Abscesses are not infrequently found in dogs’ prostate glands. A veterinarian can drain them through an abdominal incision and biopsy them to determine the nature of the lesion. Malignant growths have been reported in dogs’ prostates. If caught in time, they can be removed surgically.
Growth is one form of tumor, probably mistakenly called, that may be contracted by copulation. It grows on the penis, and mere contact will infect a bitch, which in turn can infect other males. It transplants readily. When this growth has to be removed the dog is practically valueless as a stud thereafter, unless only a very small area is initially affected.
When an abscess, or infection, develops in or under the skin, the body is usually able to create a barrier around the area to prevent septicemia from developing. It is “walled off.” Dogfight wounds often result in abscesses and may be left to nature; this will result in a protracted problem with eventual rupturing and draining and healing.
The two small scent glands located on either side of the anus each have a duct that permits small quantities of the secretion of the glands to be discharged at the anal rim. If these glands become infected, a foul odor and a good deal of discomfort result. The infected glands should be expressed and packed with an antibiotic ointment. The treatment may have to be repeated several times. Infections are indicated by redness, heat, and swelling over one of the glands which may be lanced, drained, and packed with antibiotics. More often, after a few days of misery for the dog, the abscess ruptures, leaving a draining opening in the skin that usually heals without treatment. This abscess is due to a blockage of a duct leading from the gland to the rim of the anus, and the condition rarely occurs in both glands simultaneously. With the blocked duct, the gland continues to secrete until it bursts to cause the abscess.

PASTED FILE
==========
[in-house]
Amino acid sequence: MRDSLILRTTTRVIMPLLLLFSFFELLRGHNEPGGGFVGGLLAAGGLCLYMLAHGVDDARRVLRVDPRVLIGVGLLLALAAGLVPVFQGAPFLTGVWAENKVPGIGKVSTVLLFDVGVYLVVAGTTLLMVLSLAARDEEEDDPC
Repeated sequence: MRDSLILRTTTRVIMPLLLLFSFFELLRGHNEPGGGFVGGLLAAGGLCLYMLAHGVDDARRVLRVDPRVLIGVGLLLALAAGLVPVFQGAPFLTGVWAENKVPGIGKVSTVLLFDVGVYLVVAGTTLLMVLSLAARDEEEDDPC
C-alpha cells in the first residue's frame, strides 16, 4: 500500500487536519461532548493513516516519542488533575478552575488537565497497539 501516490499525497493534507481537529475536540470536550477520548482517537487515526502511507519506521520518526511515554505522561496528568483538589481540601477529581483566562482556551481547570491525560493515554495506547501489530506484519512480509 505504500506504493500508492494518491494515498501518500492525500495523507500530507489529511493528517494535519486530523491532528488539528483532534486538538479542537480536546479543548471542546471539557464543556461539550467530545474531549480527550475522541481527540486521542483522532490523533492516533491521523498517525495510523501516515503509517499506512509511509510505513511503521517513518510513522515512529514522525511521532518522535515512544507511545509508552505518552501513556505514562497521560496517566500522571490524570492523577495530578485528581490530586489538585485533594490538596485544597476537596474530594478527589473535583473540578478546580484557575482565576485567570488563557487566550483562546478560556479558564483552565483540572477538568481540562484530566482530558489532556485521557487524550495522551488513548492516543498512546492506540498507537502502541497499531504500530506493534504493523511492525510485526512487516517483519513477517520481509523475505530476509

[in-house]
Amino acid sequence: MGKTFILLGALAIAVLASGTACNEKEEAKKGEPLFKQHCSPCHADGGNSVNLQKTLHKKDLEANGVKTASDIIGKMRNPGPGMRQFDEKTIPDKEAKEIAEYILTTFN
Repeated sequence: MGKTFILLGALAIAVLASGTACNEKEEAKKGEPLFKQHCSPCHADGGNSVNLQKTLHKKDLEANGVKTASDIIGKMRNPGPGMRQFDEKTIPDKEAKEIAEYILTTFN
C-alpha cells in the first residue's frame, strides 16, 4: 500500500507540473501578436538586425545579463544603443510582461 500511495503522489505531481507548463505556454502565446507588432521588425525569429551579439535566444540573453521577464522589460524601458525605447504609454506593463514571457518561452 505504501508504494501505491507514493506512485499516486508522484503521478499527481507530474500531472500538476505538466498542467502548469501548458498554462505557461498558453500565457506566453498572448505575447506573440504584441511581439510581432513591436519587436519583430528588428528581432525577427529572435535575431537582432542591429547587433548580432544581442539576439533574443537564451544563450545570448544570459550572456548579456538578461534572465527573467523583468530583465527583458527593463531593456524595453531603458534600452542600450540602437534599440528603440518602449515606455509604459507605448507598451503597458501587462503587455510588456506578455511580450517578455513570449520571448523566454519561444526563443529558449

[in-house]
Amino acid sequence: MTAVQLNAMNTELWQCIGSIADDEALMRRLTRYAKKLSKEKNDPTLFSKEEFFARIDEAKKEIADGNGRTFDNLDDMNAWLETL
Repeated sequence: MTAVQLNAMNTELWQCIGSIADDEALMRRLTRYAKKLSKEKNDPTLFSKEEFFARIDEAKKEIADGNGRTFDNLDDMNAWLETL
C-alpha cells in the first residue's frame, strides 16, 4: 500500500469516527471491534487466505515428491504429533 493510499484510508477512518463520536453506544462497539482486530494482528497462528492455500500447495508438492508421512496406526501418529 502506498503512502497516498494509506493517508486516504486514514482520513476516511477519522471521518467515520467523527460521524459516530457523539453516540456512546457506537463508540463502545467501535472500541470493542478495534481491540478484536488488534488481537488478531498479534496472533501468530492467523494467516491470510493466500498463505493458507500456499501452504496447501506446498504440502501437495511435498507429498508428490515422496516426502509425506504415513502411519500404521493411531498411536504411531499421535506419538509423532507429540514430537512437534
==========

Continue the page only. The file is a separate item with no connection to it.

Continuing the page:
If problems with the anal glands recur too often, ask your veterinarian about the advisability of surgically removing them.
Dog Abscess Treatment
- Chronic forms of dog abscesses should be treated effectively with the aid of a professional vet surgeon. To make out the intensity of the abscess you are recommended to keep a keen watch on the redness, swelling, feeling of pain, and even heavy discharge from the wound. Another important symptom you must look for is that the loss of hair around the affected region.
- The diagnosis of an abnormal lump is done by drawing out a sample of pus from the lump with the help of a syringe.
- The surgical treatment of the abscess consists of lancing the lump and drawing out of the pus. This is done under general anesthesia or heavy sedation. For further drainage of the pus, the wound is treated with a disinfectant solution known as povidone iodine or chlorhexidine.
As a home remedy first, you must aim at providing your dog with nutritious food that would help the dog to build up a strong immune system. You may apply the hot compress for five to ten minutes per day. This will help to promote proper circulation of the blood and the eradication of bacteria by the white blood cells. Do not allow your dog to lick the area as the dog’s mouth has bacteria. You may take the help of an Elizabeth collar to stop your dog from licking the wound.
See more: Dog Anatomy Kidneys
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